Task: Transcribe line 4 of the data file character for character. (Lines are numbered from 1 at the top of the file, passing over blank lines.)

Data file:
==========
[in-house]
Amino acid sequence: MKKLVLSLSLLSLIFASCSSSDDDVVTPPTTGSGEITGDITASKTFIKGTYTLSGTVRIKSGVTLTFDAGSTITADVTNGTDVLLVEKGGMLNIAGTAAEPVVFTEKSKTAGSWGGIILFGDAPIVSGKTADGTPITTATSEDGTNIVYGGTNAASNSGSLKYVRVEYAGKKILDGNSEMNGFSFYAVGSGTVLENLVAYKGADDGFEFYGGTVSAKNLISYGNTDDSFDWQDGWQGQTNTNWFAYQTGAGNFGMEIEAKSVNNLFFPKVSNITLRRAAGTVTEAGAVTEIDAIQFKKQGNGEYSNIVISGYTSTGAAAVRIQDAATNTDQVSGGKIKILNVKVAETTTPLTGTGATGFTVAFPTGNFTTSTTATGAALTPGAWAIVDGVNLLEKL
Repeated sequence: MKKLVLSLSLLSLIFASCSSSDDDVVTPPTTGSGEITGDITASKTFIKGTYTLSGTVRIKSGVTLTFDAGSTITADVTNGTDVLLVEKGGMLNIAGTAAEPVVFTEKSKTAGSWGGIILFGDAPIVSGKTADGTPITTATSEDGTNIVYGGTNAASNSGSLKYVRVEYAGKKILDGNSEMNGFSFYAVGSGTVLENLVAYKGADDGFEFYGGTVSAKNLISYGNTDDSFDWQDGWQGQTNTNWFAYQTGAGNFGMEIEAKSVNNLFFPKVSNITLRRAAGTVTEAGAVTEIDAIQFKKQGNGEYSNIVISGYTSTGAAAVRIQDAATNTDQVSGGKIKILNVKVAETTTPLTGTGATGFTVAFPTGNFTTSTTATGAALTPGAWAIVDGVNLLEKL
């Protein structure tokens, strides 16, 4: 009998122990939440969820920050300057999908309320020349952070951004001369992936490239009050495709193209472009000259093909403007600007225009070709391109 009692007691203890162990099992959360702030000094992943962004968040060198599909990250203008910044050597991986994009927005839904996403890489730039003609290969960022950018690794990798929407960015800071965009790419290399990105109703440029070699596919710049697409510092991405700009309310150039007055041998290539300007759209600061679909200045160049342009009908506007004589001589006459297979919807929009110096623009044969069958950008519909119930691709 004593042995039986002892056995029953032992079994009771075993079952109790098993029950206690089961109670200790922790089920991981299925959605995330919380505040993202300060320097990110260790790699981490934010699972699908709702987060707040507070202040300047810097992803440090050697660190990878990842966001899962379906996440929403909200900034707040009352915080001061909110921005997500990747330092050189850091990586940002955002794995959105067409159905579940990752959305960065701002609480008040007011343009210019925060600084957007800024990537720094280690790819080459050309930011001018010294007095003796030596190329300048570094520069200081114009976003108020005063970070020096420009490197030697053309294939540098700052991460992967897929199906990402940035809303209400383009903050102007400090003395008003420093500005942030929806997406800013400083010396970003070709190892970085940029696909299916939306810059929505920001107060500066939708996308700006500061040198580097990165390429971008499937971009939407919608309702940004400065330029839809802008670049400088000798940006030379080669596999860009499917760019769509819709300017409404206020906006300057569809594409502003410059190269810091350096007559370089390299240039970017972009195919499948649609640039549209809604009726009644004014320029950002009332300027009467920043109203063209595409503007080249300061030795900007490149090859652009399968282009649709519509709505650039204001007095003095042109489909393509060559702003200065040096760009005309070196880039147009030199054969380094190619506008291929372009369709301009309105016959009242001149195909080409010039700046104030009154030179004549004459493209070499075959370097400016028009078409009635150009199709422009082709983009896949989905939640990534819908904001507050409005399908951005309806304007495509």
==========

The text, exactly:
């Protein structure tokens, strides 16, 4: 009998122990939440969820920050300057999908309320020349952070951004001369992936490239009050495709193209472009000259093909403007600007225009070709391109 009692007691203890162990099992959360702030000094992943962004968040060198599909990250203008910044050597991986994009927005839904996403890489730039003609290969960022950018690794990798929407960015800071965009790419290399990105109703440029070699596919710049697409510092991405700009309310150039007055041998290539300007759209600061679909200045160049342009009908506007004589001589006459297979919807929009110096623009044969069958950008519909119930691709 004593042995039986002892056995029953032992079994009771075993079952109790098993029950206690089961109670200790922790089920991981299925959605995330919380505040993202300060320097990110260790790699981490934010699972699908709702987060707040507070202040300047810097992803440090050697660190990878990842966001899962379906996440929403909200900034707040009352915080001061909110921005997500990747330092050189850091990586940002955002794995959105067409159905579940990752959305960065701002609480008040007011343009210019925060600084957007800024990537720094280690790819080459050309930011001018010294007095003796030596190329300048570094520069200081114009976003108020005063970070020096420009490197030697053309294939540098700052991460992967897929199906990402940035809303209400383009903050102007400090003395008003420093500005942030929806997406800013400083010396970003070709190892970085940029696909299916939306810059929505920001107060500066939708996308700006500061040198580097990165390429971008499937971009939407919608309702940004400065330029839809802008670049400088000798940006030379080669596999860009499917760019769509819709300017409404206020906006300057569809594409502003410059190269810091350096007559370089390299240039970017972009195919499948649609640039549209809604009726009644004014320029950002009332300027009467920043109203063209595409503007080249300061030795900007490149090859652009399968282009649709519509709505650039204001007095003095042109489909393509060559702003200065040096760009005309070196880039147009030199054969380094190619506008291929372009369709301009309105016959009242001149195909080409010039700046104030009154030179004549004459493209070499075959370097400016028009078409009635150009199709422009082709983009896949989905939640990534819908904001507050409005399908951005309806304007495509």